Monday, September 1, 2014

My Past Her Future

"You weren't around for the first eight years of my life"

She said these words at breakfast while reading the paper. The statement was born into the room with the same 'matter of fact-ness' as though she had just commented on the weather. Asperger's does this. She's about the straight up facts, not the emotions. She didn't lift her beautiful blue eyes from the page; to her, this was not shocking or scandalous, it was just her reality. She wasn't laying blame she was just pointing out the obvious.

The words hung in the air and wouldn't float away; couldn't be brushed off. The breakfast activity in the restaurant faded away as I drew inward. My husband sat quiet and still. I couldn't bring my eyes to meet his. I knew in that moment his silence reflected the conflict he must have been feeling to both support her by letting her thoughts and experiences stand on their own without excuses or apologies and to offer comfort to me. It was impossible for him to do both, so the silence grew. It was clear that she didn't need to talk about it; it just was,what it was for her. 

I accepted her perspective and tried not to feel it too deeply but eight years is a long time to feel abandoned by your mother. I was left wondering how that will impact her as she grows and develops and perhaps becomes a mother herself, one day. Our perspective on our own history is all that matters and is what shapes us. It is what creates our identity. What will she carry with her that shapes her as she develops into herself?
Will she be stronger and better for it or will it make her vulnerable and uncertain. 

I have faced and conquered my weaknesses and the past is the past but it's my past, not hers. It is true that 'now' is the time and that moving forward with healthy habits that breed positive choices is the focus but what about the past? 'Now' is so much a part of 'then'; they are so tightly woven that I wonder if it is possible to extricate one from the other. The choices I made during the first eight years of her life were products of my past; of my lived history. Events from the first eight years of my life impacted the choices I made as an adolescent and as an adult, so too will it be for her, as it is for everyone. Those early years are among the most formative of our development. Once the damage is done, it cannot be undone and most definitely impacts who we become, how we see the world and our place in it.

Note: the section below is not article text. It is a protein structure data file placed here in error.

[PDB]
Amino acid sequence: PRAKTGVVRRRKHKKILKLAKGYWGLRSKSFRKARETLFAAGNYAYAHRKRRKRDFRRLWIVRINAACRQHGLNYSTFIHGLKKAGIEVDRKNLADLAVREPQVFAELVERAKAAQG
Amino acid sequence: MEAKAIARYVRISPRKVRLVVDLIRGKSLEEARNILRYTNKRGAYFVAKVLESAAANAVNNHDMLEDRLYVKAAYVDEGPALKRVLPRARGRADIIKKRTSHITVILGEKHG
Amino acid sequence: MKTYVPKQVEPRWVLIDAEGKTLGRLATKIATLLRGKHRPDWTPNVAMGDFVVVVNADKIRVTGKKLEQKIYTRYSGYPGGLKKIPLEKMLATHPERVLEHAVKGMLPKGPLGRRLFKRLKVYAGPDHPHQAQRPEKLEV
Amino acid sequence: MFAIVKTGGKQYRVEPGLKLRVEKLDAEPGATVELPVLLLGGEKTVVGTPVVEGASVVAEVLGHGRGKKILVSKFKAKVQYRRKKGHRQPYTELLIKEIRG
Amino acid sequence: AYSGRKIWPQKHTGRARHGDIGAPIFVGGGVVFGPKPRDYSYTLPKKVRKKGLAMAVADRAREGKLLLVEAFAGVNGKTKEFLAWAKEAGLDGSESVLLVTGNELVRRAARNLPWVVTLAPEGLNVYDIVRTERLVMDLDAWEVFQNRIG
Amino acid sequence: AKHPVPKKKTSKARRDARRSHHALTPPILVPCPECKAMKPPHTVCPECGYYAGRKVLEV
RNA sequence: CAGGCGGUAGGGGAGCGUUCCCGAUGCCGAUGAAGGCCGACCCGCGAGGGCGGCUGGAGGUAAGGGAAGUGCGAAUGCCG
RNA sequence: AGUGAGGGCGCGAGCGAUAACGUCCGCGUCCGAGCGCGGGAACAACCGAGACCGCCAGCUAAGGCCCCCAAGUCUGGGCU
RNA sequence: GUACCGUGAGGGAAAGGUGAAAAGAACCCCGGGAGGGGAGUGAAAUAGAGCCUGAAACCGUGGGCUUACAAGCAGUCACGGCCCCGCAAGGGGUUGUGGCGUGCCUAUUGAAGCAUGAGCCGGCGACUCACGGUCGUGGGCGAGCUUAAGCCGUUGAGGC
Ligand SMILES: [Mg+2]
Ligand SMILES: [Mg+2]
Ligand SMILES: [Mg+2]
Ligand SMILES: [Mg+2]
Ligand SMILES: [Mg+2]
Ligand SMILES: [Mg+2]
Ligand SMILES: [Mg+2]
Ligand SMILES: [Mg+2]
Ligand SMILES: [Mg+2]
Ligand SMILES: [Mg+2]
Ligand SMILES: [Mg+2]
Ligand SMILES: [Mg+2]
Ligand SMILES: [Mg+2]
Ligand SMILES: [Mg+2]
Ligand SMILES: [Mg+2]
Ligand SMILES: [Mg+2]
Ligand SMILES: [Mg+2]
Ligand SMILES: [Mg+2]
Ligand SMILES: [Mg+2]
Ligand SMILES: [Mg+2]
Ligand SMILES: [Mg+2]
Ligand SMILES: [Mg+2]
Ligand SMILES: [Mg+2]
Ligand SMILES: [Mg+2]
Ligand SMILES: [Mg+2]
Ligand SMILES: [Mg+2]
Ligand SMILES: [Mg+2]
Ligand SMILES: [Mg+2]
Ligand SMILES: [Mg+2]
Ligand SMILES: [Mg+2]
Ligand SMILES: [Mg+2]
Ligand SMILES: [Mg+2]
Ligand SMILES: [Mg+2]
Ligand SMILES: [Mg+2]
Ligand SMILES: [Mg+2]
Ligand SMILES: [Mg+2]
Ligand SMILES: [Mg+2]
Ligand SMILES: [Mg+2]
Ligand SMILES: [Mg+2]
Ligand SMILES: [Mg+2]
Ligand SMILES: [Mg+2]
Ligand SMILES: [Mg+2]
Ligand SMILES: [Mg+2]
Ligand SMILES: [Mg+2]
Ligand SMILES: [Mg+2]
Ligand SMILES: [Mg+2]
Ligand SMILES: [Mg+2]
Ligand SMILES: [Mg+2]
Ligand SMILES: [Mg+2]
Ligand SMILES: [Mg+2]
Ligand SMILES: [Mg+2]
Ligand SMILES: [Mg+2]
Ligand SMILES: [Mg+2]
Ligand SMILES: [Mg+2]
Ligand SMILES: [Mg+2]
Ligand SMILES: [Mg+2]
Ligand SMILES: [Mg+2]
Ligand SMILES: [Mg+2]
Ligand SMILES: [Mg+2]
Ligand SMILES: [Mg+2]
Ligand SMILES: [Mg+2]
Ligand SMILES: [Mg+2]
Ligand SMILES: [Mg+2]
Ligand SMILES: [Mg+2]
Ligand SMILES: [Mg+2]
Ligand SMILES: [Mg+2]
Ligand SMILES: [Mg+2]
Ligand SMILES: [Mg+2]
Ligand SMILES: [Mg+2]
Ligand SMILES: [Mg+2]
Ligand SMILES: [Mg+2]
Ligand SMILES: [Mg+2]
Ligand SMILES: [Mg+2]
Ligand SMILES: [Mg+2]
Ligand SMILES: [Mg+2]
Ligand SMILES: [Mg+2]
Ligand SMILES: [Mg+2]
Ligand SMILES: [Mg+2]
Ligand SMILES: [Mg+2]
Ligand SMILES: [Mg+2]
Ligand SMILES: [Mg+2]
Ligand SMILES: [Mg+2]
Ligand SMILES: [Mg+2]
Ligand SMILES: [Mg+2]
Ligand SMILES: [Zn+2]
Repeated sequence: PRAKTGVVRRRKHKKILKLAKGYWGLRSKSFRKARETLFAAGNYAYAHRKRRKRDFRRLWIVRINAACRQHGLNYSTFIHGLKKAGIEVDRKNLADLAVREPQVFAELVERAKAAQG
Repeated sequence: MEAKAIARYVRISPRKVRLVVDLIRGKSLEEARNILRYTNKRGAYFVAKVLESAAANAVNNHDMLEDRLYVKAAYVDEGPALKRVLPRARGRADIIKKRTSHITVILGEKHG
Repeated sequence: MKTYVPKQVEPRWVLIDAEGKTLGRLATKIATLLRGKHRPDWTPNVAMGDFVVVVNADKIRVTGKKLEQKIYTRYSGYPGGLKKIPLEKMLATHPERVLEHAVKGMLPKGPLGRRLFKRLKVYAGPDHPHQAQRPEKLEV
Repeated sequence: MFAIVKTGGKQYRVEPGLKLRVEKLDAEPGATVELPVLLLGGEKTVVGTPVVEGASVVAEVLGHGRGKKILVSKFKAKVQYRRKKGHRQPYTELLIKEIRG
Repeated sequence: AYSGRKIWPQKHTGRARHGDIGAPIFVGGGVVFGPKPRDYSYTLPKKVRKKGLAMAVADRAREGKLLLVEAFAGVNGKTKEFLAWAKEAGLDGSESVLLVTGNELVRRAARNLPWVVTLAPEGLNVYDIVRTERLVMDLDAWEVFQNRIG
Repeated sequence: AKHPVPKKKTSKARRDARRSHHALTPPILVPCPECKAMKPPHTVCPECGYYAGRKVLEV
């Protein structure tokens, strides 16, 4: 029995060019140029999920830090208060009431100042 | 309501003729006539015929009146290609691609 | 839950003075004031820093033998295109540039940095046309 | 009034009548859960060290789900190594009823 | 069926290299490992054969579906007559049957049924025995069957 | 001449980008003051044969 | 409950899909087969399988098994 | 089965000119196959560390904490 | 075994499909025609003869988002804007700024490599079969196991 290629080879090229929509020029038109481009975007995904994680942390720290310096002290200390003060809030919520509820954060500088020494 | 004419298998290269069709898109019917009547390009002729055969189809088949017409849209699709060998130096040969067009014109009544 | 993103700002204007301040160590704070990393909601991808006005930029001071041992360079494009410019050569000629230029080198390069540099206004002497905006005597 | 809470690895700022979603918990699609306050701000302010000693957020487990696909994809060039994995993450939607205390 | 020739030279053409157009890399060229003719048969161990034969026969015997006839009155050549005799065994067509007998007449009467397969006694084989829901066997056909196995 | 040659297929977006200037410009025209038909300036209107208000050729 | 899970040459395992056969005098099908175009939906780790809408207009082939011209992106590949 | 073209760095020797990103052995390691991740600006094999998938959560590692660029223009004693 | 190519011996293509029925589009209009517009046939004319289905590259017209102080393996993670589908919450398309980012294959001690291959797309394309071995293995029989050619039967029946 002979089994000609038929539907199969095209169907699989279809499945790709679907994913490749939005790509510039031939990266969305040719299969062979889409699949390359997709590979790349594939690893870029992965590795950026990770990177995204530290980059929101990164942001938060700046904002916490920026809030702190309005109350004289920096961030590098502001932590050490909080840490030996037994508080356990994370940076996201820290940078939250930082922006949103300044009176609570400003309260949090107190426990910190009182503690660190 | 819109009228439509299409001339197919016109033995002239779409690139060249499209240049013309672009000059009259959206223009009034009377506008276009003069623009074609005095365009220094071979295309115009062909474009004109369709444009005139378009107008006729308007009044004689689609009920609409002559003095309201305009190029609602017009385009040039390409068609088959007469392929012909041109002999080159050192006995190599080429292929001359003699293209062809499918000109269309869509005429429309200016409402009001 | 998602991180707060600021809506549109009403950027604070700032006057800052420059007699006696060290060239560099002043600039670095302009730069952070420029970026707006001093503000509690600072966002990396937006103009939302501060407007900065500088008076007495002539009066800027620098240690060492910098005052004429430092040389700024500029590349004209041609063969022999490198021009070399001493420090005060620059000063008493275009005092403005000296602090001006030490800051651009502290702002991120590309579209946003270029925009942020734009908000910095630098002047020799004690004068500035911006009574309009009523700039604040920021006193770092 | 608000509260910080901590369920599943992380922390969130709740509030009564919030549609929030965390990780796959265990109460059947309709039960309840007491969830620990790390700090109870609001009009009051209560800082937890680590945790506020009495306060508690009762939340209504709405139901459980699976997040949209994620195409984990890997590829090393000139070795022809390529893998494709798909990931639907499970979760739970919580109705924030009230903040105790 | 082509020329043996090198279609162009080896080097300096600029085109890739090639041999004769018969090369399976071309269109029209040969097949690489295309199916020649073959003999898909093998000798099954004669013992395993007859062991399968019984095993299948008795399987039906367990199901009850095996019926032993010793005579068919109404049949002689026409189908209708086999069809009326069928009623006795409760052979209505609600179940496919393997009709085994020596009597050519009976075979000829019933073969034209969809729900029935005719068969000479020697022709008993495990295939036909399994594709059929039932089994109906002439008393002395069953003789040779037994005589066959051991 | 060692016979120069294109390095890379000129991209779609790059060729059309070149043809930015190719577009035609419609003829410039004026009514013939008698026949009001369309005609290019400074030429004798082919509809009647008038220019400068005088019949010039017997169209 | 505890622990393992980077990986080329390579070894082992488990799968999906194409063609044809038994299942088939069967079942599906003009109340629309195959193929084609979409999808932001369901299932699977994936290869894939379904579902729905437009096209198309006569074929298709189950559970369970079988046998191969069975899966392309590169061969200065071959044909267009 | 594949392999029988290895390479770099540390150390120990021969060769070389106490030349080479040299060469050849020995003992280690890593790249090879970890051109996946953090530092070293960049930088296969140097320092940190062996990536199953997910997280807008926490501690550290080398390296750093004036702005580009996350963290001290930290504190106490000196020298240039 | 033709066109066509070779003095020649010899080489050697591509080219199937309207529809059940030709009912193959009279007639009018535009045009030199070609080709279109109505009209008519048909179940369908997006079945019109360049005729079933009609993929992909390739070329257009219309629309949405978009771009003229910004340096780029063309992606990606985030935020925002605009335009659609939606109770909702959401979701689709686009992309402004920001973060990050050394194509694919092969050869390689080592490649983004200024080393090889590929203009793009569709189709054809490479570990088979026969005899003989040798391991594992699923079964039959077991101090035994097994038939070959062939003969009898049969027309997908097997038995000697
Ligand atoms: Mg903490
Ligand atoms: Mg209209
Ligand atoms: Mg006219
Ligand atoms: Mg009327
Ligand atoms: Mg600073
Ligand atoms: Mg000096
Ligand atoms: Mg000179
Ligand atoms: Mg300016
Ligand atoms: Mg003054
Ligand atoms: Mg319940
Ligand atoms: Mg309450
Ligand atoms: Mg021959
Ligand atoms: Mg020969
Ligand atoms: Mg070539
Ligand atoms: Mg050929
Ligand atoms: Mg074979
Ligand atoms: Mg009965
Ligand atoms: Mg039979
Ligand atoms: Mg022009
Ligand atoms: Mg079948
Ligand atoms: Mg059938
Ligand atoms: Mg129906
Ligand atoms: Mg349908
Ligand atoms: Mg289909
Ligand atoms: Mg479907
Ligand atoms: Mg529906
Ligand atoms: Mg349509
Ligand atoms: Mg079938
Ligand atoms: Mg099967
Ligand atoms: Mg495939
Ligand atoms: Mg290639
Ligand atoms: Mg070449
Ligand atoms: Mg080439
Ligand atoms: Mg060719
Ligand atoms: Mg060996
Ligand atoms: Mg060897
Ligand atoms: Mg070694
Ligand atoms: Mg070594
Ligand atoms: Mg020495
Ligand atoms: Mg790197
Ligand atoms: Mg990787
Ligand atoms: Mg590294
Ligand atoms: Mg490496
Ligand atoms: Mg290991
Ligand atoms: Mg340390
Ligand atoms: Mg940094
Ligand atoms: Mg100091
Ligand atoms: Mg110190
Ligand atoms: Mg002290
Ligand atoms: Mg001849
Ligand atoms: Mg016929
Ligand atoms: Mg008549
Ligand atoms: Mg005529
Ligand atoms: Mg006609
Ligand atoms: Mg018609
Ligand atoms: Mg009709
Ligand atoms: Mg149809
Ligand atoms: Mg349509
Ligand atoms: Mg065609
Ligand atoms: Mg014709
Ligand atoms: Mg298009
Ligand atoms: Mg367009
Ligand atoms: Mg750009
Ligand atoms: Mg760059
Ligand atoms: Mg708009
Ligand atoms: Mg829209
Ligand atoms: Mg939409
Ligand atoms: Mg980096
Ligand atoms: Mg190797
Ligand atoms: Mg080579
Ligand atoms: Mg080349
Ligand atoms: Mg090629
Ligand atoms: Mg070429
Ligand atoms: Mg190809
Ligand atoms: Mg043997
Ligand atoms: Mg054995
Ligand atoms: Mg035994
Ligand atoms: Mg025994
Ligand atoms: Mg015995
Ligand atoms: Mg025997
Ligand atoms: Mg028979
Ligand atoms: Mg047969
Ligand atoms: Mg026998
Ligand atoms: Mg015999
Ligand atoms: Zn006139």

What becomes of a female child who believes her mother didn't give a damn about her for eight years? Whether it is true or not doesn't matter; all that matters is that this is her truth. My truth is different of course but that doesn't help her. My truth is that I loved her deeply but did not have the tools to help her or myself. My truth is that I thank God for a husband who kept all the tiny details and pieces connected when I could not. 

Tilley was a challenge from early on in her being and I checked out of her life and into a bottle. That bottle dulled a lot of emotions that were of my history, not just the concerns with her development. She did not drive me there, I was already on my way. My drinking is not her responsibility, it is my own; this is just to say that I was weak and was made weaker by alcohol. I can't argue her perspective of abandonment. I was in the home but not connected to the family that lived there, which is just slightly better than an estranged mother. I didn't know what to do, so I did nothing, essentially I did abandon her.

We are easily fooled into accepting that 'now' is all that matters. I believe in 'now' and moving on but I don't believe that it is all that matters. Believing this to be true would be insulting to my daughter. It matters to her that I let my past negatively impact her future.Can I do enough 'now' to make up for then? I am not feeling sorry for myself; I own this truth. It is my burden to bare; one that may only be lightened in time or may prove to weigh heavier as she shows what she is made of.  

Owning this truth does not come without emotion. 'Now', instead of pouring a drink when things get tough, I run. The moment I was able to go, I was gone, not unlike unleashing myself into a bottle of wine. The mechanism by which I cope is different but I still need something to channel myself into. Imagine the sad, weepy girl who cries when she drinks and now substitute the bottle for running shoes and there I am. I ran and I reflected on what she said. As I ran the mask came off and the tears flowed, not for me but for her. She didn't and doesn't deserve the consequences of my choices, yet her 'now' has been created by my 'then'.

I can run from myself and my past and I can run to myself and my future but she is an innocent bystander and I can't out run that no matter how far or how long I run.

No comments:

Post a Comment